Guess he could have made more money but he never skimped on cleanliness, safety or salaries for his guys. Most of them spent their entire working lives there. The other huge difference from today’s meat producing facilities, there was a state inspector who was there almost fulltime.

The inspector’s name was Gene. He used to kid that he begged to come to that plant because he knew his work would be easier. The owner wanted to do whatever was required, and more, to keep make his products safe.


selise | Wednesday February 11, 2009 07:17 am 77
In response to eCAHNomics @ 60

sorry, i was just setting up recording for both…. plan to listen to zombie bankers live and geither later by mp3.


billybugs | Wednesday February 11, 2009 07:18 am 78
In response to Adie @ 75

I like your “iron clad philosophy ” pay cash and buy the best that you can afford , maintain it and keep it forever !!


WarOnWarOff | Wednesday February 11, 2009 07:18 am 79
In response to FreedomNow @ 73

Wrong. At least 8 deaths, and 575 illnesses. You think food poisoning is “mild,” here have a peanut cracker.

http://www.latimes.com/news/na…..3500.story


Millineryman | Wednesday February 11, 2009 07:19 am 80
In response to Adie @ 75

I know they are. I just find it funny that they are never really on sale around these parts. They are well worth the money.


Christy Hardin Smith | Wednesday February 11, 2009 07:19 am 81
In response to FreedomNow @ 73

Wrong — at least eight people have died and over 600 others in 44 states have been sickened just from this particular peanut butter outbreak issue.

Peanut Corporation owns three peanut-processing plants, in Georgia, Texas and Virginia.

The federal investigation into the salmonella outbreak, which has killed eight people and sickened 600 others in 44 states, has centered on the company’s Blakely, Ga., plant, which was shut down last month.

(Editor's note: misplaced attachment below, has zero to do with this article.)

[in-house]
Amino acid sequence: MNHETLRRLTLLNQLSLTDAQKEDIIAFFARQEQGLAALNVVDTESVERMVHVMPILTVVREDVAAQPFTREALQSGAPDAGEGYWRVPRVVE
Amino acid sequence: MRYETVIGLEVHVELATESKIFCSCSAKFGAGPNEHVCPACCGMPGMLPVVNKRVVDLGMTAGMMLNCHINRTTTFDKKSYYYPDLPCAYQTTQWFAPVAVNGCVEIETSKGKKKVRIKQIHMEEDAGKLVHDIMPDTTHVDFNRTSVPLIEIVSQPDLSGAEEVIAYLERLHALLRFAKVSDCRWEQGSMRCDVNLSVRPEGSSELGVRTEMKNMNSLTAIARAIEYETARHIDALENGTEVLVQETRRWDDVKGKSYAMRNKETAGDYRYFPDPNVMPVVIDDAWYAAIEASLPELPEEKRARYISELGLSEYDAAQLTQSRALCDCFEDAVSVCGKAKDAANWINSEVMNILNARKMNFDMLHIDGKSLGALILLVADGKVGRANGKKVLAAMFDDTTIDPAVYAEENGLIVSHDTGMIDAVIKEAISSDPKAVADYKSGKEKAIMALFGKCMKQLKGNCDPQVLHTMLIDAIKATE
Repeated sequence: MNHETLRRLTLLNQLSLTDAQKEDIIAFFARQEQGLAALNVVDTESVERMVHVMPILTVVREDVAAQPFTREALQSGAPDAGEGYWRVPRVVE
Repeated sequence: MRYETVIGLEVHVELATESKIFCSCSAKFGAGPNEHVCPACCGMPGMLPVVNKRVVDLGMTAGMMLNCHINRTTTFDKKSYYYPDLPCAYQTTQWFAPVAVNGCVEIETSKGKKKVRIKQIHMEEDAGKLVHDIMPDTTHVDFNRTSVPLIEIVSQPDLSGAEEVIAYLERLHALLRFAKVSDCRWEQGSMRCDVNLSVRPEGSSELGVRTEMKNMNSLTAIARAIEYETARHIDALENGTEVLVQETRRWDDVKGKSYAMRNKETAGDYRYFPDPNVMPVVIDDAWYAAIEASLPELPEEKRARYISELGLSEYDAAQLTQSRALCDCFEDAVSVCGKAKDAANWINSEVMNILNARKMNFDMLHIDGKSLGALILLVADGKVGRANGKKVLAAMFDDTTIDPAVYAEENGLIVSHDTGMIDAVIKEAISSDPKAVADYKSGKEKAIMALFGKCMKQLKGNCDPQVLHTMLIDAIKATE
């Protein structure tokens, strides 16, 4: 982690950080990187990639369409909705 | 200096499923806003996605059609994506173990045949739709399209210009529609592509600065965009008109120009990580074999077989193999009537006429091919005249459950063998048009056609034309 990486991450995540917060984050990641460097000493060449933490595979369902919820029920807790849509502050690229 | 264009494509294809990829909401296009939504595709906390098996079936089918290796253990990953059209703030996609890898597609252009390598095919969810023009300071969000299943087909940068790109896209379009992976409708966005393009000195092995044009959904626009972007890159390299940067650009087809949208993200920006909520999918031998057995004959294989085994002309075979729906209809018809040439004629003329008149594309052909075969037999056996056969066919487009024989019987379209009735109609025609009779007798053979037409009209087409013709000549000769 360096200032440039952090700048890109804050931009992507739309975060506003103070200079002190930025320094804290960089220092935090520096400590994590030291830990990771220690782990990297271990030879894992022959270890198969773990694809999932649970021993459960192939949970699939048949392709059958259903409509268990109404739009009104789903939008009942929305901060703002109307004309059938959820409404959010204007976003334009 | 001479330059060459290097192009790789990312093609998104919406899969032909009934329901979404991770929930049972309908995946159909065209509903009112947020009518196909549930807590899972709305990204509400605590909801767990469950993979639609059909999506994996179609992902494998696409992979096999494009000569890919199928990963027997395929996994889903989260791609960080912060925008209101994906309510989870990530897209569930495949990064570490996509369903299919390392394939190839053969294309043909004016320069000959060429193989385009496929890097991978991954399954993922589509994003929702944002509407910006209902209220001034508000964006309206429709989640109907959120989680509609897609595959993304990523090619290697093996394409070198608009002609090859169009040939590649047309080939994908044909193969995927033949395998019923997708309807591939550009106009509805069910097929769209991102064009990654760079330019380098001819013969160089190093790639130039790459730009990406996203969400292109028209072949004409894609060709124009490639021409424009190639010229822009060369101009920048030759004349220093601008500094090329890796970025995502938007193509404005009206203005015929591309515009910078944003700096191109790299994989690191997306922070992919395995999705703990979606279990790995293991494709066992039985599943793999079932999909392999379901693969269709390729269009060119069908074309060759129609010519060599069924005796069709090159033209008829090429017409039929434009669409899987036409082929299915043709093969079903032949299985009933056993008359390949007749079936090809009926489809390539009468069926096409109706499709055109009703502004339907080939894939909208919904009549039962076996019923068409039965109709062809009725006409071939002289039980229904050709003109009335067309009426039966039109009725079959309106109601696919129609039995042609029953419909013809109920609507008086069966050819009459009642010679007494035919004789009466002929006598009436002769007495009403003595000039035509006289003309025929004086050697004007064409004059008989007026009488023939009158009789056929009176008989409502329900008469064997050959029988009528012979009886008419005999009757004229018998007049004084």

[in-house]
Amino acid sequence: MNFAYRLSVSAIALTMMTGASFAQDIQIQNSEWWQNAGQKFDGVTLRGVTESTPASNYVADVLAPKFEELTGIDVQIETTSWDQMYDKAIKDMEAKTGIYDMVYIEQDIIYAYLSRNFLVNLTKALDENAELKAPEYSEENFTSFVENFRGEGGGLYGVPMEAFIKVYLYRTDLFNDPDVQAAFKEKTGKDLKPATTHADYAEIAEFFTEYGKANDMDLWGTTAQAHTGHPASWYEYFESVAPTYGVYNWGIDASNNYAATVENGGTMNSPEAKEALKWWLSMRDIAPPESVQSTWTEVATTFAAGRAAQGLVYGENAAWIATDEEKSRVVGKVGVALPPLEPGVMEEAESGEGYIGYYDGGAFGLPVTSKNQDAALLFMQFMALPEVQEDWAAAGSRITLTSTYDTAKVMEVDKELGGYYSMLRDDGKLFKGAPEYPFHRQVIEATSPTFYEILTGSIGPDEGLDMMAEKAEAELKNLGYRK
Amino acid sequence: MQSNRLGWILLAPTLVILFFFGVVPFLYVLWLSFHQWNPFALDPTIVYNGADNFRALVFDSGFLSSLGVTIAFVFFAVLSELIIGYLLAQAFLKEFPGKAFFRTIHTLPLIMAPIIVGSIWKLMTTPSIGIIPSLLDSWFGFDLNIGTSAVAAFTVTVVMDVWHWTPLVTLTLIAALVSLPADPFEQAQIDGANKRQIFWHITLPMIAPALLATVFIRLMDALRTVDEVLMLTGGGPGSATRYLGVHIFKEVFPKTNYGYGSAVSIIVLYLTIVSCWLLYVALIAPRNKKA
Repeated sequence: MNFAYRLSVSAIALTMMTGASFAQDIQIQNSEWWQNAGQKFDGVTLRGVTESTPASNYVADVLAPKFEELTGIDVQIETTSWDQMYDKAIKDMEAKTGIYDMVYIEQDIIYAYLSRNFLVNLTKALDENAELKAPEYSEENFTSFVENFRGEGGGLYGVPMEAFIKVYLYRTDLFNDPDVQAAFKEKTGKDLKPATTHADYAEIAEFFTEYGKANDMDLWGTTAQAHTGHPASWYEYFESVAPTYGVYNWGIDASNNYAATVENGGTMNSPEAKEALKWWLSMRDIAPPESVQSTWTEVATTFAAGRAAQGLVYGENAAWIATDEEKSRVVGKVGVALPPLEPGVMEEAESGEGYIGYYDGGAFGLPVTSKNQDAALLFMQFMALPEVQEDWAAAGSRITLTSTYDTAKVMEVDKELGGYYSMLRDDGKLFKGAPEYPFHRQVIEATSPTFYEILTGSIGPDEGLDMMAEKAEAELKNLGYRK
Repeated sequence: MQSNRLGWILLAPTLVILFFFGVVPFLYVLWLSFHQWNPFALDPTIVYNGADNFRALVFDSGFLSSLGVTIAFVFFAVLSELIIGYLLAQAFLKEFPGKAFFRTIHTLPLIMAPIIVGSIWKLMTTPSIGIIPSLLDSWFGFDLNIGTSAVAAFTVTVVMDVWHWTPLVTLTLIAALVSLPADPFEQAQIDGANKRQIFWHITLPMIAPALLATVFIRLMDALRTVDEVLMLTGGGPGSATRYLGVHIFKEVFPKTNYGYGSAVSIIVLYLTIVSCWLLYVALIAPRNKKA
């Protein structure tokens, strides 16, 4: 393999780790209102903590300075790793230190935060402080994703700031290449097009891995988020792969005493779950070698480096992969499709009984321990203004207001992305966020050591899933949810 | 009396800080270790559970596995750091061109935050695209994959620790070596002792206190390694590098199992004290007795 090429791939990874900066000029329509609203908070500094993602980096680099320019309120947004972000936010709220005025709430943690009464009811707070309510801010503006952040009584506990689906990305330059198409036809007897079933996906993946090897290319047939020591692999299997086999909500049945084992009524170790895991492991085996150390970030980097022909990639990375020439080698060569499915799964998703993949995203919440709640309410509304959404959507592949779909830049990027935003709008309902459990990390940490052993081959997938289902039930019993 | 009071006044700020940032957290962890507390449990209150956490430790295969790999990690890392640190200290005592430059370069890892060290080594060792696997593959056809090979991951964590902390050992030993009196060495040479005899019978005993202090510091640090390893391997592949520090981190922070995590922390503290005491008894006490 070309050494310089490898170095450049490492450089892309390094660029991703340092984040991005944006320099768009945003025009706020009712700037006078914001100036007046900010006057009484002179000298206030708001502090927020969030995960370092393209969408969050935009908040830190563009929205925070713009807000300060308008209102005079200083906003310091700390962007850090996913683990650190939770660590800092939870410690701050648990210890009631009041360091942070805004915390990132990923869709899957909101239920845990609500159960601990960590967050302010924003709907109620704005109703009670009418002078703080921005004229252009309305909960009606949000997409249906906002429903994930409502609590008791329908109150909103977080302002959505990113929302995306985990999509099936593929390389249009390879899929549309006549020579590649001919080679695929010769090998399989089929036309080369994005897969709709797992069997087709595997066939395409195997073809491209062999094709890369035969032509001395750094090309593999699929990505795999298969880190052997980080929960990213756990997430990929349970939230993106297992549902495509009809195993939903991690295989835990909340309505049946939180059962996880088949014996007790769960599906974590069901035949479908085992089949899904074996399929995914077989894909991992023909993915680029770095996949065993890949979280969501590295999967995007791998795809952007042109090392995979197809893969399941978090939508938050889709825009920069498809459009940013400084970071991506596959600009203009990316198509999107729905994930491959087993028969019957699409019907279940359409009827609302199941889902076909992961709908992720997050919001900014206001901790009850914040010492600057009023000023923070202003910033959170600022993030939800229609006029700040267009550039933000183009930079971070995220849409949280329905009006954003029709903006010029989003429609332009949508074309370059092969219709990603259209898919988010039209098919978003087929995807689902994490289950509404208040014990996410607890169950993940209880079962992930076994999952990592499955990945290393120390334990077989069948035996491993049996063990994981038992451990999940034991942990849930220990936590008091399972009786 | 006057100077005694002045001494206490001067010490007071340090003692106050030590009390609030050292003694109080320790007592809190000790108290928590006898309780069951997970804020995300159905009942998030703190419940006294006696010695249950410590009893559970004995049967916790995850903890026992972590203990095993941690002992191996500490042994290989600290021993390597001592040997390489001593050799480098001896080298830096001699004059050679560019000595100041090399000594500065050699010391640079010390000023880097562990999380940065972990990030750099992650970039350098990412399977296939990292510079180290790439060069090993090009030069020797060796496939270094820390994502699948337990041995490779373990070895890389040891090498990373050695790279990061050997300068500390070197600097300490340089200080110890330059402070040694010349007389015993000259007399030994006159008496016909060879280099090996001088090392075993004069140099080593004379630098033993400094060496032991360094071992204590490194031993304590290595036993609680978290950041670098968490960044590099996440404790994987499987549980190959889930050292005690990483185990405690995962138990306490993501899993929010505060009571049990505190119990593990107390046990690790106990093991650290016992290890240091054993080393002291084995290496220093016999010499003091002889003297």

Do doublecheck your facts before trying to spin, thanks. It saves me the time of having to correct inaccuracies.


Christy Hardin Smith | Wednesday February 11, 2009 07:22 am 82
In response to Adie @ 75

You can also sometimes get a “rebuilt” one from amazon and other vendors. That’s what mine was — it was a bit cheaper, had a brand new motor in it, and it’s worked perfectly — and busily — for close to 5 years now.


Millineryman | Wednesday February 11, 2009 07:25 am 83

I was impressed by Walden offering Parnell some contaminated product in his opening statement.


WarOnWarOff | Wednesday February 11, 2009 07:25 am 84

Freedumb allows us to witness firsthand the kind of monstrous amorality and criminal stupidity that has allowed the food industry to kill and terrorize Americans.


Millineryman | Wednesday February 11, 2009 07:26 am 85

Gees I never thought about a rebuilt one. I like that idea.


Adie | Wednesday February 11, 2009 07:26 am 86
In response to billybugs @ 74

-um, harumph- slight correction, or at least notation of an aberration.

My mom and dad did not, but we, the “next” generation, DID pretty much live off the land, but skills were self-taught from books, other gardeners, local farmers, attending 4H meetings (can you imagine the “ohhhh MOMM!”s as I asked questions on goat care and milking skills, right along with the kids? *g*)